- An outline of the timetable “from laboratory to market” and the outline of the financial plan – “budget” – the money needed to develop the product and get it to the revenue generating stage;
- Clear ideas on the team needed to get things moving and how the organisation may need to grow as progress is made – and the costs of this to be factored into the financial plan; and
- An attractive and clear way of presenting all of the above to those who may provide funds.
I do not advocate spending time at the very early stages of business development on generating detailed and time consuming Business Plans. I am an advocate of “the lean start-up” – there is a book with that title some may be familiar with. My suggestion here is for careful, sensible construction of the basics of the business – which can then be attractively assembled to present to those who might provide necessary funding.
Sources of Funds
We will consider in a moment some specifics of “Alternative Finance”, but to put that exploration in context let us consider the most likely sources of funds to be considered overall and have in mind that a single source may not be the answer for all businesses. A mixture of financing is often the way that early stage companies proceed. The likely sources of money for your business will be:
- Your own money.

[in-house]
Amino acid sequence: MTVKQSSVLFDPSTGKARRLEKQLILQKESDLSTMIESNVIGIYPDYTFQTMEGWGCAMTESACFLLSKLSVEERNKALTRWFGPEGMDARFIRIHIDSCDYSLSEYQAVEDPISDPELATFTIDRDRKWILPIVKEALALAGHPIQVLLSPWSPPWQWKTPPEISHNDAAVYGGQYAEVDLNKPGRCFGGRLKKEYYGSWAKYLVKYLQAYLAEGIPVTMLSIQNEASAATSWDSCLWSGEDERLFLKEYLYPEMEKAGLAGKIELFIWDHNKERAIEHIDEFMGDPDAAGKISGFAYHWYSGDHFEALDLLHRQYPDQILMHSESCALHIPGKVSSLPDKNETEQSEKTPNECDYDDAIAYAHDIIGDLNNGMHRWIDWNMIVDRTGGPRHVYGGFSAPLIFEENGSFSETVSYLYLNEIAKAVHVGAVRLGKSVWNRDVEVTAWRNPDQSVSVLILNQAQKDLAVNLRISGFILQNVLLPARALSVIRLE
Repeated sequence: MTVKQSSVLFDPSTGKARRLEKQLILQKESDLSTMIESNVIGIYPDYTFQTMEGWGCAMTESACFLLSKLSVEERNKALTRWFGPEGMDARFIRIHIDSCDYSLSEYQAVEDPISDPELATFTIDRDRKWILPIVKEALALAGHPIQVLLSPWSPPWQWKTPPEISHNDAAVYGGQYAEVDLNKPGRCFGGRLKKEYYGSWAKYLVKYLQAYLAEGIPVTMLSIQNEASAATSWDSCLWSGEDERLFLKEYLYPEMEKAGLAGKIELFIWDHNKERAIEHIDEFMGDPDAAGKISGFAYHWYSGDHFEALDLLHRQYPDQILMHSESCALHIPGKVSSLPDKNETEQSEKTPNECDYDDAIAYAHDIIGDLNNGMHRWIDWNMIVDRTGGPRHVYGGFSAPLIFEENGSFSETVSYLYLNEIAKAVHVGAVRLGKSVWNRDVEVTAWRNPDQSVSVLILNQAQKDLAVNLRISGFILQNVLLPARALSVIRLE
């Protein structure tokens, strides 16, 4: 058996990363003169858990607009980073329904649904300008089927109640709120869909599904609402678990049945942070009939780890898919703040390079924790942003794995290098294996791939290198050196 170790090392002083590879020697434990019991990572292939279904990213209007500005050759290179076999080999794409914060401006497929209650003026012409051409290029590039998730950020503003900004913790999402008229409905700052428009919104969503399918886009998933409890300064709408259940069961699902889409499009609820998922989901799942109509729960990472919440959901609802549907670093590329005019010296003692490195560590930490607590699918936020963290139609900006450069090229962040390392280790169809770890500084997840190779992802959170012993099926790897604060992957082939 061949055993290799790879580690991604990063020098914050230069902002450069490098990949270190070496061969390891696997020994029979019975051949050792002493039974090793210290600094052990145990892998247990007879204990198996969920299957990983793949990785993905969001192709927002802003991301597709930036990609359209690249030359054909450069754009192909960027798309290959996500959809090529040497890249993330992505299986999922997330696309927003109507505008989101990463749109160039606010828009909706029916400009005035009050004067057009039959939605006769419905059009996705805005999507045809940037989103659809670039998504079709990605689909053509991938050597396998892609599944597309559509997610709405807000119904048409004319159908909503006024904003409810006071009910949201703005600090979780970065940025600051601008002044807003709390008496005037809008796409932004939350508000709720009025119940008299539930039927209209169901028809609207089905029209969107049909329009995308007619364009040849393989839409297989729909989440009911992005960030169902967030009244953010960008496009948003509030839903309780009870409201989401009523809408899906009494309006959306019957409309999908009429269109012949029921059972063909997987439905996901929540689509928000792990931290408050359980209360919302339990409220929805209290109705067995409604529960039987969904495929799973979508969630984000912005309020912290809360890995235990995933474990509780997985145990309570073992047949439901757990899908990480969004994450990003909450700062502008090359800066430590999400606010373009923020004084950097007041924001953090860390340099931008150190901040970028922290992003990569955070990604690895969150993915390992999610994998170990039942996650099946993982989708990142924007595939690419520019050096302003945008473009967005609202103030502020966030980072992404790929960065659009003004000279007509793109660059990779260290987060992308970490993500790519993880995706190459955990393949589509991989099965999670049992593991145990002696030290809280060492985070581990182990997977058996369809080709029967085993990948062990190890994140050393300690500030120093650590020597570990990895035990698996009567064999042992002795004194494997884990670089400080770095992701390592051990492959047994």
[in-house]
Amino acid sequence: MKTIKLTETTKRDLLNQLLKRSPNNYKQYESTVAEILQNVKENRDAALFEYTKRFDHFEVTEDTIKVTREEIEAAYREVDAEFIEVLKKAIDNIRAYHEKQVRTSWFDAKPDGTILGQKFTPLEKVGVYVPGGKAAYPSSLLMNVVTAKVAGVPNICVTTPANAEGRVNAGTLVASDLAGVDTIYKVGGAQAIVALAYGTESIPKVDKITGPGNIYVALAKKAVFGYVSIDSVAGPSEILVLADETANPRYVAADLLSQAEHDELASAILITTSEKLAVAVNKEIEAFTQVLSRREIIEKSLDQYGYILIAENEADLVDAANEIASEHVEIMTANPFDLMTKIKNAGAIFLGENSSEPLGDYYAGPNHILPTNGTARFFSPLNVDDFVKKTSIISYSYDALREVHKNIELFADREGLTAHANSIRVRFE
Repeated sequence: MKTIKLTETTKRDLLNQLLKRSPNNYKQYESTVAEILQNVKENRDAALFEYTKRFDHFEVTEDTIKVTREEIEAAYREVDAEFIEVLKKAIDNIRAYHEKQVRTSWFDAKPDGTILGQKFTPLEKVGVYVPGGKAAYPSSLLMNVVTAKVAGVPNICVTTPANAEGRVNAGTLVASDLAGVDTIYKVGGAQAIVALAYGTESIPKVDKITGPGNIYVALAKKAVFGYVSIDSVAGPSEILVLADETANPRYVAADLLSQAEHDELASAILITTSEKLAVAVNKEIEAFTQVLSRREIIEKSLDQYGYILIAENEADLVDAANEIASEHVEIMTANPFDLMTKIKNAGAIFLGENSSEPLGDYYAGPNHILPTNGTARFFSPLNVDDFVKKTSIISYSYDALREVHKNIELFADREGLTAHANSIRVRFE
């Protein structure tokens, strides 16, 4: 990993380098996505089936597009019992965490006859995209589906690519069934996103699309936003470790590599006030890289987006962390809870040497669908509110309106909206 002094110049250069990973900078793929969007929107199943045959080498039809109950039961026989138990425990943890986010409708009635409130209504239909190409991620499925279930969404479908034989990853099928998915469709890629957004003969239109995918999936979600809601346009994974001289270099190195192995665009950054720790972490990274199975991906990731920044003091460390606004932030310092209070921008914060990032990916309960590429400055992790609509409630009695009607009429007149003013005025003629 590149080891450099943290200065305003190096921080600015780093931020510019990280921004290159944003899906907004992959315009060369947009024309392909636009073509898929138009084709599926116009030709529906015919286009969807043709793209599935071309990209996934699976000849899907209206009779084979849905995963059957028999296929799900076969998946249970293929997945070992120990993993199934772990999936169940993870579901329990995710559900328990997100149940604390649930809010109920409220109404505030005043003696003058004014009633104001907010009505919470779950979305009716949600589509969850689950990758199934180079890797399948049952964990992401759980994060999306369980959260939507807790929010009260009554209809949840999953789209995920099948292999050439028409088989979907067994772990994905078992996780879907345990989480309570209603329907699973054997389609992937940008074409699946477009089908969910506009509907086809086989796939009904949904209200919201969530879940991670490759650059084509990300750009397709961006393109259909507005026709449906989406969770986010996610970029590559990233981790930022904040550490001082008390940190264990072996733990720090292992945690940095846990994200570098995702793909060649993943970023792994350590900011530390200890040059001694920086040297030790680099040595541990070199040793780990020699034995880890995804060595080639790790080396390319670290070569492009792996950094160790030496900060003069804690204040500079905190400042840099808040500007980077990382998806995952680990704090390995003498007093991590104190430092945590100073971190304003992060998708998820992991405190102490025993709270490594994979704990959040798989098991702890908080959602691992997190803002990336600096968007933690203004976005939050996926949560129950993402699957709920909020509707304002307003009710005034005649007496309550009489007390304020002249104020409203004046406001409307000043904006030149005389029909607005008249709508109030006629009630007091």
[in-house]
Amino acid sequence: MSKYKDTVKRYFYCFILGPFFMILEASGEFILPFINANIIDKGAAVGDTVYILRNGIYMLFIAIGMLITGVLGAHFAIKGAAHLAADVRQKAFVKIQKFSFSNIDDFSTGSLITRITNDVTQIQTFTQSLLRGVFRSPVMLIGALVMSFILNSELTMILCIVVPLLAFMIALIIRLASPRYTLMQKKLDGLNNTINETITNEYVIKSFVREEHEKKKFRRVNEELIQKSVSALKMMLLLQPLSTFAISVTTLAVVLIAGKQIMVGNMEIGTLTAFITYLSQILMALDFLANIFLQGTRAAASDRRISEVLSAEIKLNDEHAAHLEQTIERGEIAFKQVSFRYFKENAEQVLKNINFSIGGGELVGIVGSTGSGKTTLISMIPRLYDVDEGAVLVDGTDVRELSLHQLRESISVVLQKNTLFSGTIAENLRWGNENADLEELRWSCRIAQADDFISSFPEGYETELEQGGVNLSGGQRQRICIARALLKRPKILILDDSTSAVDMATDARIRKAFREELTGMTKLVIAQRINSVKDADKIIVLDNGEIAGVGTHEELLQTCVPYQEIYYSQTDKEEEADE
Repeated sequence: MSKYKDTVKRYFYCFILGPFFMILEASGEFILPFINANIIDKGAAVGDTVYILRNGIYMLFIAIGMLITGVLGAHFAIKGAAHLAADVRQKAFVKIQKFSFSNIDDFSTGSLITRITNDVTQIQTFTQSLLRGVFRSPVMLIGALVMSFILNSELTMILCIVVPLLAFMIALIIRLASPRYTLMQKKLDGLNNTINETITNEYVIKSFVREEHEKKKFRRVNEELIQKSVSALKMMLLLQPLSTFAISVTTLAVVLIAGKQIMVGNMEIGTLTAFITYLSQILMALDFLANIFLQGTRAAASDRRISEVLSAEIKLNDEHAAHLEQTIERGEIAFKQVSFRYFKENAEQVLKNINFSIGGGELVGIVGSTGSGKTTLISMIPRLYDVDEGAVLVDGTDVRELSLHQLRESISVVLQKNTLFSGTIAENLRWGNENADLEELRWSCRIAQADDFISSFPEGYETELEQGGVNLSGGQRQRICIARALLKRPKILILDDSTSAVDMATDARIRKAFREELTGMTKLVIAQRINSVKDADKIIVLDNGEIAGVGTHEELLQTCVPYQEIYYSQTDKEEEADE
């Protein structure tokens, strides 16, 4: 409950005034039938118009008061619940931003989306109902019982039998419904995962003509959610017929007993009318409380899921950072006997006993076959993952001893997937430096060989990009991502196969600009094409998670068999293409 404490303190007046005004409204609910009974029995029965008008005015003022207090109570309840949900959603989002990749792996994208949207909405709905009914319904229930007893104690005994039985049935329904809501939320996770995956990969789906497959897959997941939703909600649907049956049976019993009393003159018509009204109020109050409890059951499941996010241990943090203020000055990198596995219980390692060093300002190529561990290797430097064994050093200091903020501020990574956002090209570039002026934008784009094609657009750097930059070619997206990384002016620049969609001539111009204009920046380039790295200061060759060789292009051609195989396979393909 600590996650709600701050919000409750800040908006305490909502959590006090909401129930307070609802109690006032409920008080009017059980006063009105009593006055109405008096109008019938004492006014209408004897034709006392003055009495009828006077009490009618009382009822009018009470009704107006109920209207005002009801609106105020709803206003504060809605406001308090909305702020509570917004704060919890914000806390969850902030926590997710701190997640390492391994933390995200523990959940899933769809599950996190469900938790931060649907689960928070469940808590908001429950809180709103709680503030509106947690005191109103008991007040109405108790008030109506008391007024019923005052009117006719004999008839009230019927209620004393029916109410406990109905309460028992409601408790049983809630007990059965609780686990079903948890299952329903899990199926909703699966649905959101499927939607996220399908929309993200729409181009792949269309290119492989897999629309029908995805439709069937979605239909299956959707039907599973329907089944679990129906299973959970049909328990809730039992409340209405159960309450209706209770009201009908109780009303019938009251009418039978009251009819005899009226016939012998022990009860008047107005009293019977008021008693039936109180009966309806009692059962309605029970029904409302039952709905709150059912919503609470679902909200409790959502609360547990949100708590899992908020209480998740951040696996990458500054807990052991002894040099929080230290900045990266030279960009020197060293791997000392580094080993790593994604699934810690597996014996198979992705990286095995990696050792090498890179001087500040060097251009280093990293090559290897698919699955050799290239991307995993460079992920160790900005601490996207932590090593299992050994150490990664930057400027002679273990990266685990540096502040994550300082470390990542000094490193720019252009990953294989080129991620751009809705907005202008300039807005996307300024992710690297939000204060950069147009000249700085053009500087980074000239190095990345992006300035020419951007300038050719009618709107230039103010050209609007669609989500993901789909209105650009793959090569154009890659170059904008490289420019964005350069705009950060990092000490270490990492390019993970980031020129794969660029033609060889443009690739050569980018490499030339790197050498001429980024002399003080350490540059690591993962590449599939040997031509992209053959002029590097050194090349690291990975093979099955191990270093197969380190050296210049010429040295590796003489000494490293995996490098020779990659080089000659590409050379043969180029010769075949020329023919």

- Family, Friends and “Fools” – who may fund for emotional reasons – not just to make a return and because they have available funds.
- Grants – which do not result in equity being exchanged. Could be government grants, in UK – Innovate UK or other funding / grant giving bodies.
- Loans – banks are rarely enthusiastic about early stage, relatively high-risk investments, but there are other sources of loans – not all very safe for the borrower – so take care.
- Business Angels – experienced business people who have accumulated some wealth and invest in new companies. They are often fund in organised groups in the western world and increasingly in emerging markets but many operate single-handed. They are most likely to seek equity – a share in the company – in exchange for their money and can be helpful as coaches and Board members and in particular by making their networks available for future funding and for access to customers and eventually potential acquirers if the business is offered for sale.
- The Venture Capital Industry – funds which make investments in exchange for equity in the business.
- Alternative Finance.
So we have arrived at the main topic of our piece – but with some proper context in which to consider it. What is meant by “Alternative Finance”?